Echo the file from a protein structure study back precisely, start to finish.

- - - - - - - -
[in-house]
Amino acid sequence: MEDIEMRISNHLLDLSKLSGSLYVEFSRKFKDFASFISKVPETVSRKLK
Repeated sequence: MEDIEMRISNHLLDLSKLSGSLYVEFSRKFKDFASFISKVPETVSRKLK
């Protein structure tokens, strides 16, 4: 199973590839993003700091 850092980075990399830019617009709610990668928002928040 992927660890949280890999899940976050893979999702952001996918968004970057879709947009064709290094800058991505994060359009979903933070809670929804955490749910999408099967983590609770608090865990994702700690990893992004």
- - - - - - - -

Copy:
[in-house]
Amino acid sequence: MEDIEMRISNHLLDLSKLSGSLYVEFSRKFKDFASFISKVPETVSRKLK
Repeated sequence: MEDIEMRISNHLLDLSKLSGSLYVEFSRKFKDFASFISKVPETVSRKLK
């Protein structure tokens, strides 16, 4: 199973590839993003700091 850092980075990399830019617009709610990668928002928040 992927660890949280890999899940976050893979999702952001996918968004970057879709947009064709290094800058991505994060359009979903933070809670929804955490749910999408099967983590609770608090865990994702700690990893992004």